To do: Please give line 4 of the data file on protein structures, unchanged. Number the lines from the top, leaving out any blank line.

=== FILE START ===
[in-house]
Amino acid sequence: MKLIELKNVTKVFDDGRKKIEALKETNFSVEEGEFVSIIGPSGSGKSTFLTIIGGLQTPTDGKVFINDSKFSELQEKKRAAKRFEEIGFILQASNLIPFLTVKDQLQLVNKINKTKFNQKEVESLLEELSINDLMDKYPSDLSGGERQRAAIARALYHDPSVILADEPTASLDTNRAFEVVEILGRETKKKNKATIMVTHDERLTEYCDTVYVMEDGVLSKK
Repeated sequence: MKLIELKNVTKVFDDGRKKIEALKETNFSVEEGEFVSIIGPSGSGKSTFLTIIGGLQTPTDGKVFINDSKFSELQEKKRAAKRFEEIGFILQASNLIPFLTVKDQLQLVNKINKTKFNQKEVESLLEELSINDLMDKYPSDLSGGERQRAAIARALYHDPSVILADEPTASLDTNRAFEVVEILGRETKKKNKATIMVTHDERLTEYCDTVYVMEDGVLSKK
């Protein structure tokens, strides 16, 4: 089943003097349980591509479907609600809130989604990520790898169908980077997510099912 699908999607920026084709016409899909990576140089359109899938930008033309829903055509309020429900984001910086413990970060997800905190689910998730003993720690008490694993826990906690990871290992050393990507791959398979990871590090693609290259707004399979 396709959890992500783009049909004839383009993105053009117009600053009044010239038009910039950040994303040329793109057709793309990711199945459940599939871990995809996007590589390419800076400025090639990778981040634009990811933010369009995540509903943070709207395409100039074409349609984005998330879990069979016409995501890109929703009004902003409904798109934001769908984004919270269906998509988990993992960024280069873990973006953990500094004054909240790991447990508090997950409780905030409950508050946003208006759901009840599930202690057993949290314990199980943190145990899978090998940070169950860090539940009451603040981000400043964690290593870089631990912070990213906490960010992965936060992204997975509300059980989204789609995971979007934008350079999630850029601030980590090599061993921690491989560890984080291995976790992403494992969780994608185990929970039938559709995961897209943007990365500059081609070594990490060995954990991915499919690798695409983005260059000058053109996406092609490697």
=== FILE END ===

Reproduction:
């Protein structure tokens, strides 16, 4: 089943003097349980591509479907609600809130989604990520790898169908980077997510099912 699908999607920026084709016409899909990576140089359109899938930008033309829903055509309020429900984001910086413990970060997800905190689910998730003993720690008490694993826990906690990871290992050393990507791959398979990871590090693609290259707004399979 396709959890992500783009049909004839383009993105053009117009600053009044010239038009910039950040994303040329793109057709793309990711199945459940599939871990995809996007590589390419800076400025090639990778981040634009990811933010369009995540509903943070709207395409100039074409349609984005998330879990069979016409995501890109929703009004902003409904798109934001769908984004919270269906998509988990993992960024280069873990973006953990500094004054909240790991447990508090997950409780905030409950508050946003208006759901009840599930202690057993949290314990199980943190145990899978090998940070169950860090539940009451603040981000400043964690290593870089631990912070990213906490960010992965936060992204997975509300059980989204789609995971979007934008350079999630850029601030980590090599061993921690491989560890984080291995976790992403494992969780994608185990929970039938559709995961897209943007990365500059081609070594990490060995954990991915499919690798695409983005260059000058053109996406092609490697």